Autosynthesis / I’m Really Into This / Everybody Happy When We Write Less Code

In an earlier post, I talked about a couple of changes to Objective-C that should reduce the amount of “yak shaving” you need to do while coding: syntaxes for NSNumber, NSArray and NSDictionary literals, as well as the new, shorter syntaxes for NSArray/NSMutableArray and NSDictionary/NSMutableDictionary item access.

Here’s the tl;dr version of this post: you no longer have to @synthesize properties! (Most of the time, anyway.)

From Public Variables to Getters and Setters to Properties

In the early days of object-oriented programming, you were supposed to make a class’ public attributes accessible through public variables. Access was pretty simple:

previousSpeed = myCar.speed;
myCar.speed = 50;

Then, it became a better idea to lock away all the variables and use getters and setters:

previousSpeed = [myCar getSpeed];
[myCar setSpeed:50];

It does the job, but it’s a little clunky.

Nowadays, the preferred way to expose class attributes in a number of languages is through public properties. With them, we’re back to accessing object attributes through this simple syntax:

previousSpeed = myCar.speed;
myCar.speed = 50;

What @synthesize Was For

Creating properties in Objective-C classes used to require statements in a couple of places. For a public property, you had to declare it in the interface (.h) file:

// Car.h
@interface Car : NSObject
@property int speed;

The @property statement tells the compiler that you want to expose a property; in the case of the code above, the name of the property is speed. Properties are by default both readable and writeable. If you like to spell everything out very explicitly, you can by declaring the property this way:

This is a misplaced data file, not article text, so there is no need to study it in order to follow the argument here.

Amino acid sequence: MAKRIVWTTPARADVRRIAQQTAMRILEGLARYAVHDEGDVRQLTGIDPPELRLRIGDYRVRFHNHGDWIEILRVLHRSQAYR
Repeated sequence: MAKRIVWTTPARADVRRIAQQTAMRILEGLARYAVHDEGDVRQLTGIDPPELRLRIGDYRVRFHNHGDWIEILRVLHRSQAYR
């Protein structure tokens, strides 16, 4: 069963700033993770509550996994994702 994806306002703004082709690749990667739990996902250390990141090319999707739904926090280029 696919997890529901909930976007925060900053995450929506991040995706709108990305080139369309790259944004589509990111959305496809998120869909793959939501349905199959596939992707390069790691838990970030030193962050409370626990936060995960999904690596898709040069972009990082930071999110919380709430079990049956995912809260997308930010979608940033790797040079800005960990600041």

@property (readwrite) int speed;

If for some reason you wanted speed to be read-only, you can declare the property this way:

@property (readonly) int speed;

With every property declaration comes the need for the underlying instance variables — ivars in Objective-C parlance — and the requisite getter and setter methods, which go in the implementation (.m) file. All this setup for each property can get a little tedious, and the @synthesize statement saves you from that tedium. Instead of having to declare the corresponding ivar and write those methods, @synthesize lets you do all that in a single line of code:

// Car.m
@synthesize speed;

By default, the name of the ivar created by @synthesize was the name of the corresponding property preceded by an underscore character. For example, the default name of the ivar behind a property named speed would be _speed. If you preferred, you could specify a different ivar name this way:

// Car.m
@synthesize speed=someOtherIvar;

The general rule was that if you only needed a simple getter and/or setter for a @property, use @synthesize.

Introducing Autosynthesis

The version of CLang (the Objective-C compiler) that comes with XCode versions 4.3 and later (the latest version is 4.5), supports autosynthesis, which automatically does the synthesizing for any class properties you declare in the header. If your @property needs only a simple getter and/or setter, you don’t need to have a corresponding @synthesize anymore. The compiler takes care of that for you.

Properties with autosynthesis work like they did with manual synthesis. You access them using the self.propertyName syntax, and the name of the ivar that gets generated is still the name of the property preceded by an underscore character.

Cases Where @synthesize is Still Useful

There are some cases where you’ll still want to use the @synthesize keyword, and this article in the blog Use Your Loaf does a good job explaining these cases. Such cases are a little more rare; most of the time, you can simply skip added @synthesize to your code because the compiler’s taking care of that for you!

In Case You Were Wondering…

The title for this article comes from the chorus of Shriekback’s 1985 alt-dance number, Nemesis:

Priests and cannibals
Prehistoric animals
Everybody happy as the dead come home

One reply on “Autosynthesis / I’m Really Into This / Everybody Happy When We Write Less Code”

Comments are closed.